5. Lions Mane and Cordyceps; also to some extent Chaga, Reishi and other medicinal mushrooms. Not sure how much I’m allowed to advertise here (due to regulations), but I would recommend trying out the FSF Winning blend – after making sure you have items 1. through 4. in check. My personal experience with highly concentrated herbal extracts like these was, that they may make me feel so healthy, at least for a while, that they almost mask any underlying deficiencies I might be experiencing. Once I correct the most common deficiencies concerning pretty much everyone (who’s reading this, or speaks english) nowadays – B12, D, unoxidized EPA & DHA, iodine & selenium, magnesium; wondrous foods from sturdy soils – then I can take it even higher, and for example augment my nerve growth with growth boosters like LionsMane. But first, get the essential building blocks in, especially these most commonly lacking ones. There are some pretty fascinating ways nowadays to test your levels of this and that, and then adjust your eatings accordingly. I haven’t done any of it yet; really just adding in the no-brainers and low-hanging fruits; leaving room (and money) for fine-tuning at a later date. Some of my friends are quite heavy into Self Quantification, and I’ll also write some recommendations once I get deeper into it. For now, I’m fine taking some extra vitamins and trace elements – always tasting what I take; never swallowing the whole pill. This way my body can modify its intake levels quite spontaneously. My body knows what it needs, as long as it also gets the taste information. So guess what? When I need more iodine, I just feel like taking some. And when I’ve had too much or enough for a while, I don’t feel like having more. Google tells you what the official daily allowances are (never-mind those), and also what the optimum daily intakes look like (these you can take a bit more seriously).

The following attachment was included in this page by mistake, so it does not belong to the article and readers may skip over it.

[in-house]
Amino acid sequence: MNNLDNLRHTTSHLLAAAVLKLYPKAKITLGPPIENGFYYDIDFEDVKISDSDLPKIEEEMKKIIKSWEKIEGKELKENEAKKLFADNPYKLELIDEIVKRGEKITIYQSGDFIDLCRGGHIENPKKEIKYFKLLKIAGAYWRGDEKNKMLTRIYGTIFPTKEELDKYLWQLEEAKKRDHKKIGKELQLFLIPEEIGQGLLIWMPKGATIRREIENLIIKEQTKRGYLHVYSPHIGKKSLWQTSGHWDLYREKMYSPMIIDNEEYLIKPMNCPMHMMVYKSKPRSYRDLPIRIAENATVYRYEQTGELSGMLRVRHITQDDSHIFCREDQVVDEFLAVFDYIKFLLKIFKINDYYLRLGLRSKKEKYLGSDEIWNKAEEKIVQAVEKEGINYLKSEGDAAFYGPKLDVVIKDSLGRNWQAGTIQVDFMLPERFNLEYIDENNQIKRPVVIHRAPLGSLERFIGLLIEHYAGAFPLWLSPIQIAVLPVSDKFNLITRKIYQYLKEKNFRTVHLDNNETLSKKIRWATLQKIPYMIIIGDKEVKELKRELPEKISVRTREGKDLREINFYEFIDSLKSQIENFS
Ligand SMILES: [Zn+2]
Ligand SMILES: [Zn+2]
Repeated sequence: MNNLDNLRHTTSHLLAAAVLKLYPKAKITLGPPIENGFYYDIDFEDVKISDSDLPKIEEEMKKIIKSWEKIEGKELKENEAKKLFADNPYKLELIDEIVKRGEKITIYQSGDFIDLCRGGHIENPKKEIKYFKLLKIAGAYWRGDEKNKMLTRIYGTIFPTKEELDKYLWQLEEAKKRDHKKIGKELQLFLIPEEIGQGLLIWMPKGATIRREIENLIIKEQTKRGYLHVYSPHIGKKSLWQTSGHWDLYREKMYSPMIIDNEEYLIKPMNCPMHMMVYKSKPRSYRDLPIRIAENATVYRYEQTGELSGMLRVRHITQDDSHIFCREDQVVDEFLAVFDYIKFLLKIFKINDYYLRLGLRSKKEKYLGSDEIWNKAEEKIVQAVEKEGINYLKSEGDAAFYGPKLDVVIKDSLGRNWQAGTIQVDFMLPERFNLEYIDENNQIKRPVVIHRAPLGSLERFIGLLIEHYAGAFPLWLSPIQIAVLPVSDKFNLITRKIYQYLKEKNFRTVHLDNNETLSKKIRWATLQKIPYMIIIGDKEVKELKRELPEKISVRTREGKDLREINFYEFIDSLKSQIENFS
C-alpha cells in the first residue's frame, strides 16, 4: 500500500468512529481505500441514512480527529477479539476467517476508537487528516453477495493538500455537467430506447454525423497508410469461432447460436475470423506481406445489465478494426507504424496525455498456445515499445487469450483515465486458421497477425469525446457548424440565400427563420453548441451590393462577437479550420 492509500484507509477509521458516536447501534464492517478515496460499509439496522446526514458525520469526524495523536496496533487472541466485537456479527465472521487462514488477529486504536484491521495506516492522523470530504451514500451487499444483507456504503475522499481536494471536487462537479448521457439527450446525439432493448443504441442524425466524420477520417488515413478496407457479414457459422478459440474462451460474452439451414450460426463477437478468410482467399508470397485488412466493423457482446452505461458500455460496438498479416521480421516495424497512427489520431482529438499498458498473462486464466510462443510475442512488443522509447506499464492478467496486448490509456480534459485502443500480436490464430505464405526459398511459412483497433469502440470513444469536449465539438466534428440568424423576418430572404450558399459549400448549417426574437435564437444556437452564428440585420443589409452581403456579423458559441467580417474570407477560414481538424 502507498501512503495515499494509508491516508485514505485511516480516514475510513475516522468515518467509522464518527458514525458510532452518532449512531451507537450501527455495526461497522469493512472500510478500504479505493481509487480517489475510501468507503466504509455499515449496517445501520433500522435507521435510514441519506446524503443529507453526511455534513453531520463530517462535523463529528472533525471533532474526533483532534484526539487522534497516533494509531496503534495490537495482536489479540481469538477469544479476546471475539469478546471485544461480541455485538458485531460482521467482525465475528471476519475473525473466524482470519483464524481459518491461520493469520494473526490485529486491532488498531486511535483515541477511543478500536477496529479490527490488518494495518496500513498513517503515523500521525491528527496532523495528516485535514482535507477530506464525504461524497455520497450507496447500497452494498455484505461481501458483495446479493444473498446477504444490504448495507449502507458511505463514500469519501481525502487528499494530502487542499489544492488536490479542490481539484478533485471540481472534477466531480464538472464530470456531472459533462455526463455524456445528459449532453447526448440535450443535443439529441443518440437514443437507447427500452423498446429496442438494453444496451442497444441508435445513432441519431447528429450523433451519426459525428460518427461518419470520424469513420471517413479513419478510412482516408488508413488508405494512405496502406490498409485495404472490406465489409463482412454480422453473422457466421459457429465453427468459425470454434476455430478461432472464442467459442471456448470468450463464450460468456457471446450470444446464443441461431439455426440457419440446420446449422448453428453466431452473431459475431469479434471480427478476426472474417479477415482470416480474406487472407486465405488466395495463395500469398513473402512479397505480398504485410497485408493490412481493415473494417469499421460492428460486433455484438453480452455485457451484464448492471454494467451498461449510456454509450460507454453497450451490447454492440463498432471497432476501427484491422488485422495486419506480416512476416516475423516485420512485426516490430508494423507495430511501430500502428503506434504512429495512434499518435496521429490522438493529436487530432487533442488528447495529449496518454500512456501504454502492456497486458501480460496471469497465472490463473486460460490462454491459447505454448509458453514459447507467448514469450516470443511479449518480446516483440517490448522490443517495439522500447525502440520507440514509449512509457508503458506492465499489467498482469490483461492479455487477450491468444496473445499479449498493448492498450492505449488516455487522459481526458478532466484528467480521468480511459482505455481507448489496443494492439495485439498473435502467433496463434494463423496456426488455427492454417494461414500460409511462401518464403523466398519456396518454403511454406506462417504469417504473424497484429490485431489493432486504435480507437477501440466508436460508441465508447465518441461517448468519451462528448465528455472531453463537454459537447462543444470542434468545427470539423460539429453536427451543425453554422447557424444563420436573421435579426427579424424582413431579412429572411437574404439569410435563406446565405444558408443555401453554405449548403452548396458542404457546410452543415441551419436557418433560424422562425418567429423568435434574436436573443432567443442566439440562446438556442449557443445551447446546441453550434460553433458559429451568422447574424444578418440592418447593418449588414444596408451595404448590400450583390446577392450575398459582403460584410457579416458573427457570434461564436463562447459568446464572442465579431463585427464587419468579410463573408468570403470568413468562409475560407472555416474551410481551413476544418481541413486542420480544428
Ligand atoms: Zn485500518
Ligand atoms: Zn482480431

6. Chlorella and Spirulina. Ojio is the brand I currently enjoy – along with an Andean high-altitude Spirulina that a friend discovered recently. Mike Adams’ CleanChlorella is what I’d be ordering was I based in North America. Along with Algae such as Spirulina, Chlorella and AFA, Seaweed is also a staple, when I get my hands on some delicious Dulse (Maine Coast Sea Vegetables), or Kelp flakes from New Zealand.

7. Clays and green powders - and excellent water with them, as well as some excellent (sea) salt. Of course dark leafy greens are great too, along with other high quality (that is, fresh, strong taste, soil vitality, well-grown) veggies. VitalityHerbsAndClay.com is what I recommend for my #1 Clay source.

8. Should also mention vitamin C, usually taken with some MSM – whenever you’re attempting to heal, recover or regenerate. Most of my C comes in Camu Camu, and I also like Amla, Acerola, Rose Hips and whatever tastes so good I don’t need to think of it as vitamin supplement, but rather a culinary ingredient to spice up a snack.

9. Bone Broths and fish head soups – as long as the ingredient quality is top notch. I never overcook; I have the meats mostly half raw, just like a Michelin-recognized chef would – but when all the meat (or bone marrow) is gone, I turn up the heat. With fish, salt, lemon and onion are a must. Bones and meat stews require carrot, salt, onion, and perhaps pepper or chili along with something sour, to taste awesome. I also like to play with fresh organic ginger root (especially the Peruvian kind instead of chinese), fresh organic turmeric root, fresh organic galangal, bay leaf, whole bulb of fennel in my fish head soup.. but really, anything with quality water, quality salt and lemon (or another sour taste) tastes awesome, especially when you have the fats from the meat of fish, sulphur from onions or spicy roots, a hint of sweetness (onion, carrot..), and perhaps top it off with a bit of bitterness (fresh dill).

10. Grass fed butter or ghee, excellent eggs, high quality liver & organ meats… Oh, and if you’re unsure about the purity of your wild-caught fish or grass fed liver, take some chlorella to bind up the heavy metals, dioxins or other creepy contaminants so common in our food chain today.

and…